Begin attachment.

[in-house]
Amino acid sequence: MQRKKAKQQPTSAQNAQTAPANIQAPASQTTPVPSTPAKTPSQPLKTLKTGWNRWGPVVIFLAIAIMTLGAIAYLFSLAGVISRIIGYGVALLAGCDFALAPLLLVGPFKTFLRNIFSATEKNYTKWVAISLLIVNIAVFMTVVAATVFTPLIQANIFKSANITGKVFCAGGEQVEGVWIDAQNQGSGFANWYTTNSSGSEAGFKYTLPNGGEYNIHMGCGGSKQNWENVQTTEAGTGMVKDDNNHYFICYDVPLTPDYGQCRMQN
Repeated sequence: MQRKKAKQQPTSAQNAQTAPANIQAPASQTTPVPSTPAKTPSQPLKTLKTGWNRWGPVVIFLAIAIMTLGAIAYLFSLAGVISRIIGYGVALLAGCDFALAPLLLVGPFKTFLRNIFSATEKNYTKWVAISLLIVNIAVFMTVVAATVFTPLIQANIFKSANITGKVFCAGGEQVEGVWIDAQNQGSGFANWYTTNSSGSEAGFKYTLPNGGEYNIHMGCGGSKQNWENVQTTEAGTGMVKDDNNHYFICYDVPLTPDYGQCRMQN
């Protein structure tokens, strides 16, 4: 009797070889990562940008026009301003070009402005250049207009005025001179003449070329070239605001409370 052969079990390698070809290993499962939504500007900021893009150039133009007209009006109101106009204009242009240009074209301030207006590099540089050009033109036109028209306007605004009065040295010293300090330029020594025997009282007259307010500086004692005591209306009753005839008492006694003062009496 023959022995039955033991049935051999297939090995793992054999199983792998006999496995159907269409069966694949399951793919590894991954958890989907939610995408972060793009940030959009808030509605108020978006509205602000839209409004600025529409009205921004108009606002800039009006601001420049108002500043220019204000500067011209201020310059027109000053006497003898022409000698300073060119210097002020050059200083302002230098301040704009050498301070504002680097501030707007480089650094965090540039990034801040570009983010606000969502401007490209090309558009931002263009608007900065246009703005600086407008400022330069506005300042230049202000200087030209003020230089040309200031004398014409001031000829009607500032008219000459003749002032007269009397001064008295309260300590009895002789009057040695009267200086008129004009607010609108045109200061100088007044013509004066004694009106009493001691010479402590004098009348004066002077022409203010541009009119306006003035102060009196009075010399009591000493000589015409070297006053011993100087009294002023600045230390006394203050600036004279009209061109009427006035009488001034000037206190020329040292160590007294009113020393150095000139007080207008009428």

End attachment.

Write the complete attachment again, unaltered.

[in-house]
Amino acid sequence: MQRKKAKQQPTSAQNAQTAPANIQAPASQTTPVPSTPAKTPSQPLKTLKTGWNRWGPVVIFLAIAIMTLGAIAYLFSLAGVISRIIGYGVALLAGCDFALAPLLLVGPFKTFLRNIFSATEKNYTKWVAISLLIVNIAVFMTVVAATVFTPLIQANIFKSANITGKVFCAGGEQVEGVWIDAQNQGSGFANWYTTNSSGSEAGFKYTLPNGGEYNIHMGCGGSKQNWENVQTTEAGTGMVKDDNNHYFICYDVPLTPDYGQCRMQN
Repeated sequence: MQRKKAKQQPTSAQNAQTAPANIQAPASQTTPVPSTPAKTPSQPLKTLKTGWNRWGPVVIFLAIAIMTLGAIAYLFSLAGVISRIIGYGVALLAGCDFALAPLLLVGPFKTFLRNIFSATEKNYTKWVAISLLIVNIAVFMTVVAATVFTPLIQANIFKSANITGKVFCAGGEQVEGVWIDAQNQGSGFANWYTTNSSGSEAGFKYTLPNGGEYNIHMGCGGSKQNWENVQTTEAGTGMVKDDNNHYFICYDVPLTPDYGQCRMQN
């Protein structure tokens, strides 16, 4: 009797070889990562940008026009301003070009402005250049207009005025001179003449070329070239605001409370 052969079990390698070809290993499962939504500007900021893009150039133009007209009006109101106009204009242009240009074209301030207006590099540089050009033109036109028209306007605004009065040295010293300090330029020594025997009282007259307010500086004692005591209306009753005839008492006694003062009496 023959022995039955033991049935051999297939090995793992054999199983792998006999496995159907269409069966694949399951793919590894991954958890989907939610995408972060793009940030959009808030509605108020978006509205602000839209409004600025529409009205921004108009606002800039009006601001420049108002500043220019204000500067011209201020310059027109000053006497003898022409000698300073060119210097002020050059200083302002230098301040704009050498301070504002680097501030707007480089650094965090540039990034801040570009983010606000969502401007490209090309558009931002263009608007900065246009703005600086407008400022330069506005300042230049202000200087030209003020230089040309200031004398014409001031000829009607500032008219000459003749002032007269009397001064008295309260300590009895002789009057040695009267200086008129004009607010609108045109200061100088007044013509004066004694009106009493001691010479402590004098009348004066002077022409203010541009009119306006003035102060009196009075010399009591000493000589015409070297006053011993100087009294002023600045230390006394203050600036004279009209061109009427006035009488001034000037206190020329040292160590007294009113020393150095000139007080207008009428």